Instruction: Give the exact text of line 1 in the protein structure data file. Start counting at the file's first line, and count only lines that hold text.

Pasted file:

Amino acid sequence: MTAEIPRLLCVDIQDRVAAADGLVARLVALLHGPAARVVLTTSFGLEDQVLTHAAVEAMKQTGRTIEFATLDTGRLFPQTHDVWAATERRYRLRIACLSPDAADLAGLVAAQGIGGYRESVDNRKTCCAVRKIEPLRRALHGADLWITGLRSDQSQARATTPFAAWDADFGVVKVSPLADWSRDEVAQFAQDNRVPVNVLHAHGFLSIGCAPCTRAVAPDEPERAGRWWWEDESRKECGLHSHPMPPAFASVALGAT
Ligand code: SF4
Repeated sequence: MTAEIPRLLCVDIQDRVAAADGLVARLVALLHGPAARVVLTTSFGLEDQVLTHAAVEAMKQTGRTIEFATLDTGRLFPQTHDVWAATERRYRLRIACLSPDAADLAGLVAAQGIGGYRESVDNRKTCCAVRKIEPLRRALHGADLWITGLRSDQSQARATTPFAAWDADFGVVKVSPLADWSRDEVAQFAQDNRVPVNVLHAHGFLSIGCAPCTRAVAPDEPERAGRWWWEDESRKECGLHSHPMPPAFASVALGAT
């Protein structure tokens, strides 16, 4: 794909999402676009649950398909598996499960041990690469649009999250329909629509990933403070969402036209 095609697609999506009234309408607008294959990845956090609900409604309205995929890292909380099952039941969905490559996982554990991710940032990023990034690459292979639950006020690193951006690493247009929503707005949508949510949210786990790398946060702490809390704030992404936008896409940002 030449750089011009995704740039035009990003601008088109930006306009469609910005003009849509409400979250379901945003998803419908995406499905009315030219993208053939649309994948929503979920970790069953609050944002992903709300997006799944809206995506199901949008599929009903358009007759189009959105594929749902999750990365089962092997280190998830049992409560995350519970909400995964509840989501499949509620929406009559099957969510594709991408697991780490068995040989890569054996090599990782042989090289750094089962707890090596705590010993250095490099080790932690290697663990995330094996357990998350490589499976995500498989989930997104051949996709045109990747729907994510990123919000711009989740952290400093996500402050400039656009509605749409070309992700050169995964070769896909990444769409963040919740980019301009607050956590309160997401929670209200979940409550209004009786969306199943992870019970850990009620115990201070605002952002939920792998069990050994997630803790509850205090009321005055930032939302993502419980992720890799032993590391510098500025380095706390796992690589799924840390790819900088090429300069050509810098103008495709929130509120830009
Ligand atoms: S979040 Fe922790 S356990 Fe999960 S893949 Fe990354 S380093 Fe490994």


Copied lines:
Amino acid sequence: MTAEIPRLLCVDIQDRVAAADGLVARLVALLHGPAARVVLTTSFGLEDQVLTHAAVEAMKQTGRTIEFATLDTGRLFPQTHDVWAATERRYRLRIACLSPDAADLAGLVAAQGIGGYRESVDNRKTCCAVRKIEPLRRALHGADLWITGLRSDQSQARATTPFAAWDADFGVVKVSPLADWSRDEVAQFAQDNRVPVNVLHAHGFLSIGCAPCTRAVAPDEPERAGRWWWEDESRKECGLHSHPMPPAFASVALGAT